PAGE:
In the early hours of March 27th on the Interstate 10 in Arizona, both members of Her’s, Stephen Fitzpatrick and Audun Laading, as well as their tour manager, Trevor Engelbrektson, were tragically killed in a car accident. Her’s were on their way to a show in Santa Ana, one of nineteen stops on their first major US tour after releasing their critically acclaimed debut full-length album, Invitation to Her’s, last August. Heist or Hit, the band’s record label, confirmed their passing in a tweet about a day after the accident and the international music community has been deeply affected. Her’s radiated warmth and positivity, whether it was the lively spirit they brought to each and every performance or uploading tutorials on how to play their songs for fans to see. As amazing musicians and wonderful people, Her’s were just beginning to grow an international audience who shared their love of music, years of hard work and dedication finally coming to well-deserved fruition. Stephen and Audun shared their selves with us, and the world is better off having heard their music and felt their passion. We feel very honored to have been able to spoken with Stephen and Audun, and we grieve with the music community knowing that we’ve lost such bright, passionate men.
Below is the conversation we had with Stephen and Audun the day of their show in Boston, March 10, just under three weeks before their passing, as well as photos taken on that night.
In loving memory of Stephen, Audun, and Trevor.
On an uncharacteristically warm night for early March, two figures take the stage of the intimate, almost cozy Sonia in Cambridge. Slowly ascending the steps with drinks in hand, they assume their positions and stand silhouetted as they fidget with the Ableton machine atop a table on stage. Within moments, the previously-dull crowd is cheering and the band is off and running, filling the small room with their catchy hooks and sweet vocal melodies, breaking up each song by cracking jokes with the audience.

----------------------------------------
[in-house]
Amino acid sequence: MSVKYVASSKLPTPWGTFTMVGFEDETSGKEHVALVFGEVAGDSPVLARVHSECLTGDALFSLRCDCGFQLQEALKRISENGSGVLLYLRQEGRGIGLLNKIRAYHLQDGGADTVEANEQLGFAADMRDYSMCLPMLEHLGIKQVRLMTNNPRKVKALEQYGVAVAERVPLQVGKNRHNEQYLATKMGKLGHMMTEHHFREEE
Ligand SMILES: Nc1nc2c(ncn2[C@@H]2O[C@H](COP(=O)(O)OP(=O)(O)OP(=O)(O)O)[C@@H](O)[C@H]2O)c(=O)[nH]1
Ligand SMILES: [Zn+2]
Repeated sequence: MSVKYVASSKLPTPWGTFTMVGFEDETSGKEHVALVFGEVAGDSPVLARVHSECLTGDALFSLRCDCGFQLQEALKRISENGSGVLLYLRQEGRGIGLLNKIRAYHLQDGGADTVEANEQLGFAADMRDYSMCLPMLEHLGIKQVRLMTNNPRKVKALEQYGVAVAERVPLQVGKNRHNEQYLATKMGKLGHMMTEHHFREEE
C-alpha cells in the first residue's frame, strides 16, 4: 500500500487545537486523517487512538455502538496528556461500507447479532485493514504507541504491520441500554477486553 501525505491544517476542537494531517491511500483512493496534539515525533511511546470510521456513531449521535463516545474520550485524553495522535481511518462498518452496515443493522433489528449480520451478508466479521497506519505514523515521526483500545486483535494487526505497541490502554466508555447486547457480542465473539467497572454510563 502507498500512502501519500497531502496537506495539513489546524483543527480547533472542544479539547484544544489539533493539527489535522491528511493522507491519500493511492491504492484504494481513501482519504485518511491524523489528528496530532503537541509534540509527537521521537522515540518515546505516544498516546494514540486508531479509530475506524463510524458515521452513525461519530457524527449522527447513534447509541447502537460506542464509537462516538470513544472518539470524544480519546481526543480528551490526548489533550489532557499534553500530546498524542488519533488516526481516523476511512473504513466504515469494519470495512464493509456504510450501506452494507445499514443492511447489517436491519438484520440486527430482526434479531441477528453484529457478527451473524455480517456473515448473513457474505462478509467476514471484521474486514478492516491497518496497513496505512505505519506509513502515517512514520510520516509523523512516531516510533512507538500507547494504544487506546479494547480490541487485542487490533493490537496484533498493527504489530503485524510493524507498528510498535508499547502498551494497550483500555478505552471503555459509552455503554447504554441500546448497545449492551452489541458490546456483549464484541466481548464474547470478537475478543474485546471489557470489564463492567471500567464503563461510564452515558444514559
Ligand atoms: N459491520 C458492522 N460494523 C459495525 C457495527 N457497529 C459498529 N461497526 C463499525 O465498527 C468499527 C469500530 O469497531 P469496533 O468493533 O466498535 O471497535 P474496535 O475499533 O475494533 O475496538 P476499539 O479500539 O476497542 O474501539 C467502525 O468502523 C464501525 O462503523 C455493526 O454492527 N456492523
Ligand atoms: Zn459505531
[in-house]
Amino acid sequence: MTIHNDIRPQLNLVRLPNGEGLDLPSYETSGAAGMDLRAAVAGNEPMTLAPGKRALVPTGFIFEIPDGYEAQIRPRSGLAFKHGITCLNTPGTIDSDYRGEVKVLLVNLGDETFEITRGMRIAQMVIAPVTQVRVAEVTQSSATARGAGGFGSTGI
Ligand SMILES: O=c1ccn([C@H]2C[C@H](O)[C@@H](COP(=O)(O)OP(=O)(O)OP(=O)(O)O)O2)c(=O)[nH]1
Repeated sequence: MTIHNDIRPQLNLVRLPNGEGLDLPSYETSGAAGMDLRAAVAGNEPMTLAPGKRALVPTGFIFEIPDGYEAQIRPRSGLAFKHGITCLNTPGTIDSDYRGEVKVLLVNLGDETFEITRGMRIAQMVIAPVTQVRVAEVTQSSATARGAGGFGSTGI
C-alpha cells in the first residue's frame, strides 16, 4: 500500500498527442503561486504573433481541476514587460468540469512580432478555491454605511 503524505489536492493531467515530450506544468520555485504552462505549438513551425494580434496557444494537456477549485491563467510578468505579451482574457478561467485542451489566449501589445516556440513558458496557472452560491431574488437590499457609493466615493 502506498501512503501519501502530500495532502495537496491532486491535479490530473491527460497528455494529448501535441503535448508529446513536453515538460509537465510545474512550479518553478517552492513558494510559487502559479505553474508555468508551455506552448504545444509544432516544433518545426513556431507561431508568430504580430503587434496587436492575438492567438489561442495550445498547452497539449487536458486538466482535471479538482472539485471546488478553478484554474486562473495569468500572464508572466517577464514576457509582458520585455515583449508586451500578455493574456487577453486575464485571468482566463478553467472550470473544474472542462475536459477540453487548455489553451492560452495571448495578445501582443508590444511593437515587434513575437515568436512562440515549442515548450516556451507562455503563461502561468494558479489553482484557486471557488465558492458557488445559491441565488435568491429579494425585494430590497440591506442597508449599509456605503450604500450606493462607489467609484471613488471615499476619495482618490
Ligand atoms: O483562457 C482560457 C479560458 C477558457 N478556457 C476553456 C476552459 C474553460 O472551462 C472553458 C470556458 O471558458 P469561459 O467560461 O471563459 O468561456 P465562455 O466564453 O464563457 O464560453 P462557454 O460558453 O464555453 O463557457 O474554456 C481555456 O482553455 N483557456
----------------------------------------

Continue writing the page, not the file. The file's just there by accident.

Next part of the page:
The band is Her’s, but listeners will quickly find there is no “her” to be found in the group: the duo consists of Stephen Fitzpatrick on guitar and vocals and Audun Laading on bass. There is no drummer. Instead, the pair bring their trusty Ableton Launchpad onstage, and with the help of a Mac computer and some music software, the band can play their hits with no problem, sans drummer. What Her’s lack in numbers, they make up for with their charisma, combining the whimsical, quirky charm of your favorite uncle with a musical maturity beyond their years.
Hailing from across the pond—Liverpool, England to be exact—Stephen and Audun have released two records under the moniker Her’s, first in mid-2017 with Songs of Her’s, nine tracks of what they refer to as a ‘collection of songs’ rather than an album, followed up about a year later with Invitation to Her’s, the band’s debut full-length album. Stephen and Audun have jumped into the music scene with what they refer to as their ‘oddball pop’ style, pushing the limits of what we know as indie-rock by developing a unique sonic presence that pleasantly blends traditional rock and roll with elements of contemporary rock and pop.
As Her’s traveled to America to embark on their first headlining tour around the US, I got to catch up with them for a quick phone call. With shows from East Coast to West Coast and a slew of performances at SXSW, the boys have been busy. I caught them on their way up from New York to Boston, where they were stopping for a quick bite at Chipotle and took some time to update me on the state of Her’s.
I know it’s only a few shows in, but how is the tour going so far?
Stephen Fitzpatrick: It’s going really well. We’re stopping in at Chipotle, it’s our first time actually. We’ve been eating Mexican food every day because we don’t really have any good Mexican food back home in the UK. We went to Walmart for the first time as well!